The Master’s University’s Evan Jenkins (1) keeps an eye on UCLA’s Bryce Alford (20) during an exhibition game at Pauley Pavilion in Los Angeles on Nov. 1. Katharine Lotze/Signal
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The expectations this year for The Master’s University men’s basketball team continue to rise as shots continue to fall.

When the season began, first-year coach Kelvin Starr wasn’t sure his squad could win a Golden State Athletic Conference title.

But, after averaging 104 points per game through four contests, he’s convinced it’s an attainable goal for a Mustangs team unranked nationally and picked to finish seventh in conference.

PHOTOS: TMU hoops travels to UCLA

“If we put it all together, I think we’re that good,” Starr said. “That’s a long way away, but that’s our goal: to win the GSAC and get back to the NAIA national tournament.”

The Mustangs (4-0) haven’t made the national tournament since 2000 and are coming off their worst season in at least that long.

The Master’s University’s Hansel Atencia (0) drives toward the basket as UCLA’s Lonzo Ball (2) keeps up during an exhibition game at Pauley Pavilion in Los Angeles on Nov. 1. Katharine Lotze/Signal
The Master’s University’s Hansel Atencia (0) drives toward the basket as UCLA’s Lonzo Ball (2) keeps up during an exhibition game at Pauley Pavilion in Los Angeles on Nov. 1. Katharine Lotze/Signal

TMU went 4-20 overall and 1-15 in the GSAC, leading to the dismissal of Ken Sugarman as head coach after two seasons.

Starr, who won a GSAC title and conference Coach of the Year award in five seasons at San Diego Christian last decade, brings a hard-nosed basketball philosophy to TMU.

Since players arrived on campus this fall, Starr has preached defense.

But it’s a work in process.

The Mustangs have allowed 81.5 points per game so far, only half a point below last year’s mark.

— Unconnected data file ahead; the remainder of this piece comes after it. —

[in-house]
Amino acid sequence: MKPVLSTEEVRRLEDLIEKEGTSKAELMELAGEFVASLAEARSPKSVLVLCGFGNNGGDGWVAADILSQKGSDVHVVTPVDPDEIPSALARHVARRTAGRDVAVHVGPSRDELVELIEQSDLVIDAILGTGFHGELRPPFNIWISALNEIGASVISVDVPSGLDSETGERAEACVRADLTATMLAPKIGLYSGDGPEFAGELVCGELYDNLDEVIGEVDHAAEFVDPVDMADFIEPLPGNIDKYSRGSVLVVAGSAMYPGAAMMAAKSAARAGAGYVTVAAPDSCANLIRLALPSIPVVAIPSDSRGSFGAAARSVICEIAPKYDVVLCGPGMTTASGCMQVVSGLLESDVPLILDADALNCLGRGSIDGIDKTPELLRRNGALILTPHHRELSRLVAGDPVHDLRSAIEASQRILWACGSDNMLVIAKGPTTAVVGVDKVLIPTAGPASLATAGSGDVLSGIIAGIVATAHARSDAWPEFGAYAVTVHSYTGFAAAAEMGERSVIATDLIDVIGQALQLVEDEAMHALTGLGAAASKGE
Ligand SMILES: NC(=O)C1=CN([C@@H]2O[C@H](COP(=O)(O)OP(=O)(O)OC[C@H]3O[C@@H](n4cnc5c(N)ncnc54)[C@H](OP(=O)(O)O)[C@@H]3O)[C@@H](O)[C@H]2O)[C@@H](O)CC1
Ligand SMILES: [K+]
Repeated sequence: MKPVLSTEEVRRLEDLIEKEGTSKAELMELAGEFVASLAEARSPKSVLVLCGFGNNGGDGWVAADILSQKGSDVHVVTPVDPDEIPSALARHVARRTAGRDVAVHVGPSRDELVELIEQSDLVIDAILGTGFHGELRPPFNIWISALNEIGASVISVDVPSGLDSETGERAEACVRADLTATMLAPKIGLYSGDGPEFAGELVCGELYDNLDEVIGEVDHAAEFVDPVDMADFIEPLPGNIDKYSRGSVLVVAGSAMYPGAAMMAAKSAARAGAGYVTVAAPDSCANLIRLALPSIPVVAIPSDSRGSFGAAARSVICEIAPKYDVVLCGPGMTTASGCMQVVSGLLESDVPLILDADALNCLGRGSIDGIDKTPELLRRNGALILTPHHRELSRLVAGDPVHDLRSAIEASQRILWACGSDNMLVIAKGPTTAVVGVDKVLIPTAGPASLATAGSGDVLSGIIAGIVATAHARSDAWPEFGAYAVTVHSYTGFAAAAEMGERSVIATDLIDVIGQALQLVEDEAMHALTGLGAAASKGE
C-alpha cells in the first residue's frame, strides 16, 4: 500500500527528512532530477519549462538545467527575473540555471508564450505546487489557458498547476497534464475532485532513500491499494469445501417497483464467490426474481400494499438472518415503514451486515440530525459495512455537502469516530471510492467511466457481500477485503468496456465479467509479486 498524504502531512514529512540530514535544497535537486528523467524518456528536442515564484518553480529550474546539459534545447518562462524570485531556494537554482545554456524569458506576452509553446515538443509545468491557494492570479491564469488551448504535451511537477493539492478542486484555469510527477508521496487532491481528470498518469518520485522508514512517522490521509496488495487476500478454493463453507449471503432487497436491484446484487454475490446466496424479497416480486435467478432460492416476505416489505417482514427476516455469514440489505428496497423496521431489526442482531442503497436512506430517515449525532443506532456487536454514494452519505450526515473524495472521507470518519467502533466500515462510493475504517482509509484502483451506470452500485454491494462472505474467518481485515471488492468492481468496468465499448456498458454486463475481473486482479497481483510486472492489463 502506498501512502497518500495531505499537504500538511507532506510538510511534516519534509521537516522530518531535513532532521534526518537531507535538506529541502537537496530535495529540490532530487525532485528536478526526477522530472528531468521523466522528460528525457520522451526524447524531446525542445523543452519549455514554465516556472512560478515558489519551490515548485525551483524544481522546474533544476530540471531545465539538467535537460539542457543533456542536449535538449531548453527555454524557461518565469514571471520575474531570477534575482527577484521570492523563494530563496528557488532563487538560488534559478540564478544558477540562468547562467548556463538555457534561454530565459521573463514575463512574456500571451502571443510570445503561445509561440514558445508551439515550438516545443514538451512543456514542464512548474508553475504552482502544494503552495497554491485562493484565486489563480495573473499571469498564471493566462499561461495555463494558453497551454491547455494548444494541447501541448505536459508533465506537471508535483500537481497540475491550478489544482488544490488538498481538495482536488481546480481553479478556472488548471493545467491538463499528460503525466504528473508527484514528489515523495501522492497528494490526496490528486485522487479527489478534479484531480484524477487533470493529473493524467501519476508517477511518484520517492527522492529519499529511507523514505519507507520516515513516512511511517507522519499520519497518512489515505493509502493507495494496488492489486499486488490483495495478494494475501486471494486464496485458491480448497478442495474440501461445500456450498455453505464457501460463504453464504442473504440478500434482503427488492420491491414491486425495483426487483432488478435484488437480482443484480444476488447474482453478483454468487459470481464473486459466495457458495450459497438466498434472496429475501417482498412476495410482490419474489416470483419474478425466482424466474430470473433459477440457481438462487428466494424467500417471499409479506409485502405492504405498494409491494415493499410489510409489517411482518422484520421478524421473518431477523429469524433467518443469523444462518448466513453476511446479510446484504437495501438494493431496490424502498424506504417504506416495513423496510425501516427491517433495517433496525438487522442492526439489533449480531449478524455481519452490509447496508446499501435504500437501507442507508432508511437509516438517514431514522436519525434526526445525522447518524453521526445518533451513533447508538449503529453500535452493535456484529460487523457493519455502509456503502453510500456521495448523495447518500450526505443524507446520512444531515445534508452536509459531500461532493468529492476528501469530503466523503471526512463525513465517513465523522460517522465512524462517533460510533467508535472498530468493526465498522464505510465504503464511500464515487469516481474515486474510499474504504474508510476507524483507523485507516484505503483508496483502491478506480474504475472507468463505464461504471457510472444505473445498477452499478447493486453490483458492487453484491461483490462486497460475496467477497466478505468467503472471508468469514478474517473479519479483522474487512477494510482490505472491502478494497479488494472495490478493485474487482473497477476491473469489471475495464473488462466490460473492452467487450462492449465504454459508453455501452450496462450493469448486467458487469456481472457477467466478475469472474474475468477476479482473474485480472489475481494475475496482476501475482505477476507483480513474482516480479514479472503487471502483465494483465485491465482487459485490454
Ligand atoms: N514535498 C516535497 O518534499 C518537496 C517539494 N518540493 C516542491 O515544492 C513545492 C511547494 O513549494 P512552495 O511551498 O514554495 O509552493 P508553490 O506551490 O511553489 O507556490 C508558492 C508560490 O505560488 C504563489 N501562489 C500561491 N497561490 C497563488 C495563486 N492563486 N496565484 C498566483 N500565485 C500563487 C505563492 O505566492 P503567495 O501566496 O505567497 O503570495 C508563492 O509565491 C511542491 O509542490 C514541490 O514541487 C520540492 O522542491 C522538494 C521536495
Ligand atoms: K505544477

“I think our defense can be great,” said TMU senior guard Reid Shackelford. “When we relax and get complacent sometimes, we give up some weaknesses. If we get more consistent, I don’t see us having any really big weakness.”

Shackelford, the team’s leading scorer last year, has again led the offense.

The 5-foot-11 combo guard is averaging 22.8 points per game, highlighted by a 51-point outburst against Embry-Riddle Aeronautical of Arizona on Nov. 11.

His 10 3-pointers were a program single-game record, propelling TMU to a record 21 treys as a team.

Community college transfer Lawrence Russell had two of them as part of 18 points. He’s stuffed the stat sheet on a nightly basis, averaging 18 points, seven rebounds and nearly five assists.

The Mustangs have five players averaging double digit points.

“We have so many different scorers,” Shackelford said. “Everybody can score. If one guy doesn’t get 25, another guy will.”

TMU has had to mesh Shackelford and six other returners with eight newcomers, something that hasn’t been a problem, Starr said.

Russell agreed.

“We haven’t had any locker-room disputes or anything like that,” he said. “We all know what our roles are, and we’re trying to fill them and build as we go.”

The building, at least for the future, starts with the team’s young bigs.

Highly-touted, 6-10 freshman Tim Soares and 6-7 frosh Travis Yenor are progressing, Starr said.

The team returns 6-9 sophomore Kaleb Anderson, who started 23 games as a freshman, averaging seven points and roughly five rebounds.

Anderson, certainly, is battle-tested, having survived a season in the always-tough GSAC.

Shackelford been through the teeth of conference play three times now.

Does this Mustangs team have what it takes to win a GSAC title?

“Yeah, that’s for sure realistic,” Shackelford said.

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Mason Nesbitt
Mason Nesbitt is The Santa Clarita Valley Signal's Sports Editor.
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